This is a very interesting blog post from the blog Exploring My Culture, Exploring Myself. The piece makes some great points to consider and is worth discussing. Here is an excerpt:
Why do some people think that acknowledging the suffering of others somehow diminishes their own? That in order to validate their suffering, they must deny the suffering of others?
Was the African slave trade a blight on the face of humanity? Was the African slave trade a horror that none of us can truly comprehend? Is there anyone at all who will argue that the answer is anything but a most emphatic yes?
Since that is so, why isn’t the Irish slave trade similarly acknowledged as even existing, let alone acknowledged as that same blight, that same horror? Why are the white slaves taken in Africa not likewise acknowledged as existing?
Why is acknowledging European slavery in Africa a threat to the memory of black slavery?
I’m not talking about racism, discrimination, civil rights issues. I’m not talking about comparing the suffering as if one can be found to be more worthy of notice.
I’m talking about slavery. Real slavery.
When the population of Ireland was cut by nearly two thirds within a single decade (1641 to 1652), with an estimated 300,000 Irish slaves shipped to the New World to work for English masters and another 500,000 killed outright, that is a reality of history. They were every bit as much slaves as the Africans brought to the Americas.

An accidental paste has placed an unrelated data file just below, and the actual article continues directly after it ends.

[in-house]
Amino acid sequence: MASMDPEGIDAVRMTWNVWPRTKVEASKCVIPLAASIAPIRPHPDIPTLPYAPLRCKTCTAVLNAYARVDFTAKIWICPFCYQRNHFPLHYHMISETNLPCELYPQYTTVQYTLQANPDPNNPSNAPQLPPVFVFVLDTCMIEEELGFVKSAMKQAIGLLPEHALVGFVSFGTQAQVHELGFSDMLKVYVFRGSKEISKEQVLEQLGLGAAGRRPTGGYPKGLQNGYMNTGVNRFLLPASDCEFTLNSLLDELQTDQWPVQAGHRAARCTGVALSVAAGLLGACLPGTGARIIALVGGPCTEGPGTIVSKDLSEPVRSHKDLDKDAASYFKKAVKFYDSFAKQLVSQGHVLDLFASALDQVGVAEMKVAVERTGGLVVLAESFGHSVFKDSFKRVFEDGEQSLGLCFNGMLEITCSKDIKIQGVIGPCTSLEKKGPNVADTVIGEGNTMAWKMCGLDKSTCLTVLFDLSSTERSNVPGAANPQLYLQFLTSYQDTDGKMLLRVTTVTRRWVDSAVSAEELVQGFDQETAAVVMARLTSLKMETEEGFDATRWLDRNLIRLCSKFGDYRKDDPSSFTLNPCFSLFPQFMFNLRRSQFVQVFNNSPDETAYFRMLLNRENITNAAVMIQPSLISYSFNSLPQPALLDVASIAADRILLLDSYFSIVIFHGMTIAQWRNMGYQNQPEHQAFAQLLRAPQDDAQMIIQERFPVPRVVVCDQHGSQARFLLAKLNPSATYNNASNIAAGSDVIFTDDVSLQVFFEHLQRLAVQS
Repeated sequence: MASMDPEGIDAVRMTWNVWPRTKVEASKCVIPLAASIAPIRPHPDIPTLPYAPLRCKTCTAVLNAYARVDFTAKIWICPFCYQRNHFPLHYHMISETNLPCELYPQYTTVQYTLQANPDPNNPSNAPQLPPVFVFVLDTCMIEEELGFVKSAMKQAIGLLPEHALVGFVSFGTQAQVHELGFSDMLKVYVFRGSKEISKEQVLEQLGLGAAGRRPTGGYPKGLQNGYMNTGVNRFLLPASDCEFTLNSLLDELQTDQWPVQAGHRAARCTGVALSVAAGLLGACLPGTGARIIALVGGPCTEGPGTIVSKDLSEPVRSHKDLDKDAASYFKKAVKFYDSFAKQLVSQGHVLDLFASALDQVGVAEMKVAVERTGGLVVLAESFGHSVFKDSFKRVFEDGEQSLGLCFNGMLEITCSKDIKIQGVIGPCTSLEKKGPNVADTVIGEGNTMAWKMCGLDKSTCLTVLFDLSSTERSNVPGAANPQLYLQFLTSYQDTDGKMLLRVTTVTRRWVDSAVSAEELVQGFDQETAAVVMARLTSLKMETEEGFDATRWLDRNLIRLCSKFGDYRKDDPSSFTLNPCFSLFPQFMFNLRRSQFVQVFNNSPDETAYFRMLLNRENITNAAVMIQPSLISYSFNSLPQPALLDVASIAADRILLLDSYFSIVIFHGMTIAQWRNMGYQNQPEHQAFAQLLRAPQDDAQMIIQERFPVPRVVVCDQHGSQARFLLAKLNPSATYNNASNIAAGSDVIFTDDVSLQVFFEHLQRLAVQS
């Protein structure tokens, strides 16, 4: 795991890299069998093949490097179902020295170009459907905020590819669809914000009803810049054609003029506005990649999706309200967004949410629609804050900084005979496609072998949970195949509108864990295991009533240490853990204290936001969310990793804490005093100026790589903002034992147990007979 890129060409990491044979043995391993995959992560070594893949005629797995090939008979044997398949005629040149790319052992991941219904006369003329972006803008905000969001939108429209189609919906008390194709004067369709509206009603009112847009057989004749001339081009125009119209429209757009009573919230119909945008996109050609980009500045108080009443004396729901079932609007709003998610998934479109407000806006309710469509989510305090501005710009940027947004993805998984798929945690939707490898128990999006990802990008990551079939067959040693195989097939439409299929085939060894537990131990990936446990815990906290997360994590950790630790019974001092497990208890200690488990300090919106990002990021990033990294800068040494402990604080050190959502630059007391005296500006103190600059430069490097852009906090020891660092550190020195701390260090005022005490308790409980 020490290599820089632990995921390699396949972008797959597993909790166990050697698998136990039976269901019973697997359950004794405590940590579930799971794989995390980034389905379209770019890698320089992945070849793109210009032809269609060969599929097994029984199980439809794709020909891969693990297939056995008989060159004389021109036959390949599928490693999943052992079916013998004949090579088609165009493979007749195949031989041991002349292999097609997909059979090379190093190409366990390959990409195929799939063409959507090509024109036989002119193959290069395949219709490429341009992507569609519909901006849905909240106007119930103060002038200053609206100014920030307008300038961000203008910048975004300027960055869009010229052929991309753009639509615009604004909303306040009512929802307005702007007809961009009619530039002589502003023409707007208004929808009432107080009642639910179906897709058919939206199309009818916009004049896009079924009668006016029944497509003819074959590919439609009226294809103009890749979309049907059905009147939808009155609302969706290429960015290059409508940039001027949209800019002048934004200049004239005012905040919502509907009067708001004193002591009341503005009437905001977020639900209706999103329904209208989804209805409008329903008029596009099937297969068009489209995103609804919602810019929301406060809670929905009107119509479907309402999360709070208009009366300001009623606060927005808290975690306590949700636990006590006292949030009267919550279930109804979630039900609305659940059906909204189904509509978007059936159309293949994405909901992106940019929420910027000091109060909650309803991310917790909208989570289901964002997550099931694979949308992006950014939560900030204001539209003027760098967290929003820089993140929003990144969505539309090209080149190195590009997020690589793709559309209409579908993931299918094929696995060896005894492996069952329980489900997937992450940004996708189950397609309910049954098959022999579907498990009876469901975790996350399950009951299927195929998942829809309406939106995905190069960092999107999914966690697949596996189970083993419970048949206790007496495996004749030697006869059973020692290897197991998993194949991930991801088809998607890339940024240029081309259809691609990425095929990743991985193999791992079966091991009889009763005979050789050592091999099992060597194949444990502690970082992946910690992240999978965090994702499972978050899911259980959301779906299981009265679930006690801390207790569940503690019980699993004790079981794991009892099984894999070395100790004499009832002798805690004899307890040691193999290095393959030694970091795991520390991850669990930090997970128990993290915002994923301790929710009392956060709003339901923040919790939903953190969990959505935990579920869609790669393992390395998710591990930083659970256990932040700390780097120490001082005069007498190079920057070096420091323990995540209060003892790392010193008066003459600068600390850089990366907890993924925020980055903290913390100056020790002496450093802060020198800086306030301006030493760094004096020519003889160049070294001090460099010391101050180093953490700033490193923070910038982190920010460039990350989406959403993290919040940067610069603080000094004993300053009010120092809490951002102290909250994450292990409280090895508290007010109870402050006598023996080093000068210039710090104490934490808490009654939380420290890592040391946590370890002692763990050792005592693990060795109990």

During the 1650s, over 100,000 Irish children between the ages of 10 and 14 were taken from their parents and sold as slaves in the West Indies, Virginia and New England. In this decade, 52,000 Irish (mostly women and children) were sold to Barbados and Virginia. Another 30,000 Irish men and women were also transported and sold to the highest bidder. In 1656, Cromwell ordered that 2000 Irish children be taken to Jamaica and sold as slaves to English settlers.
And don’t kid yourself. These were not indentured servants who labored for some years and then were set free. They were slaves. Every bit as much as the Africans were slaves. They were slaves who were sent to the Americas to labor and die by the master’s hand, to be seen as property and chattel, not people.
In time, the English thought of a better way to use these [Irish] women (in many cases, girls as young as 12) to increase their market share: The settlers began to breed Irish women and girls with African men to produce slaves with a distinct complexion. These new “mulatto” slaves brought a higher price than Irish livestock and, likewise, enabled the settlers to save money rather than purchase new African slaves.
To read the full piece click here.